IoT security spending to jump four-fold by 2023 to $6 bn: Juniper Research

IoT security spending to jump four-fold by 2023 to $6 bn: Juniper Research
Photo Credit: Graphic by: Bhakti Nair and Satyakam Banerjee/VCCircle
12 Jul, 2018

Spending on security related to the Internet of Things (IoT) is set to reach over $6 billion globally by 2023, up 300% from 2018, said a recent study by high-tech communications consultancy Juniper Research.

The study highlighted that the rapid growth in spending would come from product and service providers in consumer markets and end-customers in industrial and public services markets.

Juniper’s study claimed that growing business risk and regulatory minimum standards would be the key spending drivers.

Juniper Research claimed that there are huge differences in the way in which IoT business risk is perceived and perceptions on how regulation should be applied.

“The interconnected nature of IoT means that even innocuous devices like the connected fridge can become a threat. Vendors see that risk as low, while little has been done from a regulatory perspective to protect consumers,” said Steffen Sorrell, research author at Juniper.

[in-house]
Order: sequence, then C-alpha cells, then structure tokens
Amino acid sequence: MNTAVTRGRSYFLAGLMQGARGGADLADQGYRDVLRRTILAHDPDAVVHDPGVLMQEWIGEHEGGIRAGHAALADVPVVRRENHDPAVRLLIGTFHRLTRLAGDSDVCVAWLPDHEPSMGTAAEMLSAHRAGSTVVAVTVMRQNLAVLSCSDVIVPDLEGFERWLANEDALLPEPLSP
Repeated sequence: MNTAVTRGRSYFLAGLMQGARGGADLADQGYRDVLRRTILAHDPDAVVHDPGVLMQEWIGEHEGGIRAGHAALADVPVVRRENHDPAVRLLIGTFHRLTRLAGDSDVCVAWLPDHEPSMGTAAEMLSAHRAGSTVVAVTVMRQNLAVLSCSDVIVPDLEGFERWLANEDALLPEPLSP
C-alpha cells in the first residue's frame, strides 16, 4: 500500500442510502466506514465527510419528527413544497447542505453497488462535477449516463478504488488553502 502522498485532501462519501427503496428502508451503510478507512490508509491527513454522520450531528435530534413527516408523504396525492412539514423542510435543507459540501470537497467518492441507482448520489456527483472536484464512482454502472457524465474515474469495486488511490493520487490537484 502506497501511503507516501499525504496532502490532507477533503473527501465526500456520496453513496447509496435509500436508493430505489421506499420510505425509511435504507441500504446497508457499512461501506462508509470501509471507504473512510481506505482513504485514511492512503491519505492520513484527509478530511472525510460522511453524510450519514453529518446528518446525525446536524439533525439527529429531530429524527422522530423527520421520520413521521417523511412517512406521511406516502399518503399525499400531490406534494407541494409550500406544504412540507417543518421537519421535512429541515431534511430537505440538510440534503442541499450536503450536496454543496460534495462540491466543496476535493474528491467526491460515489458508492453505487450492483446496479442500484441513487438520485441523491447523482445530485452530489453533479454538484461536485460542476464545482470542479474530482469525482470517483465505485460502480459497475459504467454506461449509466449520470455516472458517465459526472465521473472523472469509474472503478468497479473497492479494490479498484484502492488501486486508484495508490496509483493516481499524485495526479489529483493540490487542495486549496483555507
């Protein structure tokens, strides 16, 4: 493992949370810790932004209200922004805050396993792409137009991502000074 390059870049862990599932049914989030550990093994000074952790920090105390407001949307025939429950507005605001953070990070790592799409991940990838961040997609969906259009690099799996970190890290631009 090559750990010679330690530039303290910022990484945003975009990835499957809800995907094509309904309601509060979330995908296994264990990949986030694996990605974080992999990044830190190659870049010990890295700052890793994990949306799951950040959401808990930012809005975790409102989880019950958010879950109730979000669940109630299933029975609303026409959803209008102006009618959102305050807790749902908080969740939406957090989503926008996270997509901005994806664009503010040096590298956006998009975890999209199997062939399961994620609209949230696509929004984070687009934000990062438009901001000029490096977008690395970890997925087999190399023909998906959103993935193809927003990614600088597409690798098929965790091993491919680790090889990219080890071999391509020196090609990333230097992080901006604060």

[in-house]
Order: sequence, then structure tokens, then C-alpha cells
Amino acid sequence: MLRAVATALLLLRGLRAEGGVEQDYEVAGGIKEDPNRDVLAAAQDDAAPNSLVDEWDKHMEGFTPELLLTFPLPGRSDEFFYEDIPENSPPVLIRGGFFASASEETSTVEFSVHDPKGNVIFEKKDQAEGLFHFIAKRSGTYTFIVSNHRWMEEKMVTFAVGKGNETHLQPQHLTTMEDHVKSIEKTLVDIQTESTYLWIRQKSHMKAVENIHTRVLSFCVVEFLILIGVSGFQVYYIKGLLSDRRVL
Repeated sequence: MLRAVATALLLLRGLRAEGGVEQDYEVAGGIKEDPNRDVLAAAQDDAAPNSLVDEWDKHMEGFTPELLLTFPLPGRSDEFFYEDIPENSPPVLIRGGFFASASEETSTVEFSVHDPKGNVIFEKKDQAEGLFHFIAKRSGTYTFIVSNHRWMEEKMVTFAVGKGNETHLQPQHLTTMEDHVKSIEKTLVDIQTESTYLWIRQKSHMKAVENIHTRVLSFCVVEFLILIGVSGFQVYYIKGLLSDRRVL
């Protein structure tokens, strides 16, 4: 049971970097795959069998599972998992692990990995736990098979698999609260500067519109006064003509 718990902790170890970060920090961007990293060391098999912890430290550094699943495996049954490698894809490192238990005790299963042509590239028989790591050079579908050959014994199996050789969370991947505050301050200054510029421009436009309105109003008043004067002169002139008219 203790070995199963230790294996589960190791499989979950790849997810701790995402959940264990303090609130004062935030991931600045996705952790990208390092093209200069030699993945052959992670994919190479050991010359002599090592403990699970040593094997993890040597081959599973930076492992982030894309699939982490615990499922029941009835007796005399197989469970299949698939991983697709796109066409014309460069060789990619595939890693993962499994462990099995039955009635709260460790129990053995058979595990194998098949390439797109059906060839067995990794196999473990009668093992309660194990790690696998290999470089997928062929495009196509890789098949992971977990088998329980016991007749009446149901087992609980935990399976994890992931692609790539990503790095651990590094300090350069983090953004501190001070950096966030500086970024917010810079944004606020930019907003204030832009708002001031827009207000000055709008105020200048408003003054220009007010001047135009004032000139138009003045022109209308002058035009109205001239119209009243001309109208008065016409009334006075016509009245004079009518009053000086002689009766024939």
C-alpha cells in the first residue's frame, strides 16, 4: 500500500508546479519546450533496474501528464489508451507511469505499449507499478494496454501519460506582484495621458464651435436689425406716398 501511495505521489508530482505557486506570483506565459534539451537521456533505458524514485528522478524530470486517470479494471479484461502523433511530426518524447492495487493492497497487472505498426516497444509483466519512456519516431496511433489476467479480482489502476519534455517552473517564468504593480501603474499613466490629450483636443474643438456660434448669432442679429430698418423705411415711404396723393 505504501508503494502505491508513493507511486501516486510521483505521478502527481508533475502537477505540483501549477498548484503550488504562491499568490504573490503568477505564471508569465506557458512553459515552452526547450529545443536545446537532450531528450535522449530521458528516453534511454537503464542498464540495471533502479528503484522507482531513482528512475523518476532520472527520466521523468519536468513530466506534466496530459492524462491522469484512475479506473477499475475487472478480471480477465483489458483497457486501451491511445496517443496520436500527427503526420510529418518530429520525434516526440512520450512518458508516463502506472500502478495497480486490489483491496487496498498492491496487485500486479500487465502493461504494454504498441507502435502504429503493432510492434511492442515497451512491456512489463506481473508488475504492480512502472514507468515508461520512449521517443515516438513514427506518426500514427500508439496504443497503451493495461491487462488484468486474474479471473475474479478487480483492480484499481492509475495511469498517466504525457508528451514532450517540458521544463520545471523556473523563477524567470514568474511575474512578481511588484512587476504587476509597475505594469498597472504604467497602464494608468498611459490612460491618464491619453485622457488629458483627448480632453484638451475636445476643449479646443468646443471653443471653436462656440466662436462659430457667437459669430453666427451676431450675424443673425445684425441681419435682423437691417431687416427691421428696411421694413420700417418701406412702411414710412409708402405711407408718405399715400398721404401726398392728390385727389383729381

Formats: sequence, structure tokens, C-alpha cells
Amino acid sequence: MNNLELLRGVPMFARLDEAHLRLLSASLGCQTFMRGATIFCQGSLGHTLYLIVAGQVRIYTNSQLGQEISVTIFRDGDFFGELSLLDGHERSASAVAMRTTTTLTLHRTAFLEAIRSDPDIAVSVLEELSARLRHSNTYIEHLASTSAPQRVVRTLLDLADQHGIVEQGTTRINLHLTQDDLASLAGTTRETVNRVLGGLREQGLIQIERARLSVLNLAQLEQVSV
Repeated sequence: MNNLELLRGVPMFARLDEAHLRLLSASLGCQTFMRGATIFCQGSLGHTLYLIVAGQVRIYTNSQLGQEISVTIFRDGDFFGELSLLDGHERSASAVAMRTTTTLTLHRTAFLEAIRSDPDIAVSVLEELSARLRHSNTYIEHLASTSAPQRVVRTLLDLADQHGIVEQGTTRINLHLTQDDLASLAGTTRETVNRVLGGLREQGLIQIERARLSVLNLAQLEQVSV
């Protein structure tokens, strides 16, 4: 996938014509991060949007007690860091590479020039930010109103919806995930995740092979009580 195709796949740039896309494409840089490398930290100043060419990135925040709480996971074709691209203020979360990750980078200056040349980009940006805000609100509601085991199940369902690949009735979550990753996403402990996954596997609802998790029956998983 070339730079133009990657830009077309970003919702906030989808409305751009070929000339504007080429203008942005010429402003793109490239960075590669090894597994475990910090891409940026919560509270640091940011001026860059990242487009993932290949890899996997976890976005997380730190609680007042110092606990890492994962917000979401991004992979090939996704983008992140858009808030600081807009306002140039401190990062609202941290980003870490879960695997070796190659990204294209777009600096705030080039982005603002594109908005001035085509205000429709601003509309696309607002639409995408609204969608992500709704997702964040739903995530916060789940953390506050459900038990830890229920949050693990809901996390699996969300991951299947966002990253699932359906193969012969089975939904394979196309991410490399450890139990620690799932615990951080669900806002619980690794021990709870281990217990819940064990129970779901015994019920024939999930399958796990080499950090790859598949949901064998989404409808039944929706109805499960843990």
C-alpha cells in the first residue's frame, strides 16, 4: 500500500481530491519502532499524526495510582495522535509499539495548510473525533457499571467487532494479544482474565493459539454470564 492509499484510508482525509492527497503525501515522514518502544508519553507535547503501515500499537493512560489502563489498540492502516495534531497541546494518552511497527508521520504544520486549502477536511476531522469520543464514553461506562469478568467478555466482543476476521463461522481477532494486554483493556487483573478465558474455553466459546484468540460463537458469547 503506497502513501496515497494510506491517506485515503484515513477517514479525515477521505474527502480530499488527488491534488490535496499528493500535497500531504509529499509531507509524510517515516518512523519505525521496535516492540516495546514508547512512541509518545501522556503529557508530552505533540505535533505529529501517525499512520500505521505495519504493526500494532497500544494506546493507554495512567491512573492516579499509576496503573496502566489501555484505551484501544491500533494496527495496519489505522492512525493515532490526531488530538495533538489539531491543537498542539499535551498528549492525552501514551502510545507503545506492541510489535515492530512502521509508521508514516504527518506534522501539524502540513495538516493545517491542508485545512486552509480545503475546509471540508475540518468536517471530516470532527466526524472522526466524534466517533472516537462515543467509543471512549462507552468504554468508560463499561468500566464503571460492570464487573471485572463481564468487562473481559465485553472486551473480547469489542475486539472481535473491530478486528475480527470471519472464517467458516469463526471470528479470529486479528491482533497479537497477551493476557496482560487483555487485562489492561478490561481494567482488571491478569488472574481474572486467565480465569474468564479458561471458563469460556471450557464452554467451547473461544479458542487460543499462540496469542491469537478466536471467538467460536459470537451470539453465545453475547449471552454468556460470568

The research identified security issues in the smart energy market. However, it noted that strict standards, such as those imposed by Germany and the European Union, would drive spending.

The research estimated that the security spending would also go up with the rise of computing services to enable near real-time IoT applications.
IoT, as a market, is set to witness growth. 

In early July, a report by Research and Markets said the size of the global market for public safety IoT is estimated to grow to $2.04 billion in the next five years.

The market is currently worth $979 million and will grow at a compound annual rate of 15.9% here on, said the report.

The number of smart city projects is on the rise worldwide and there is a massive demand for automated public safety solutions, including unmanned devices and remote surveillance.

The report pointed out, however, that budget limitations could affect growth.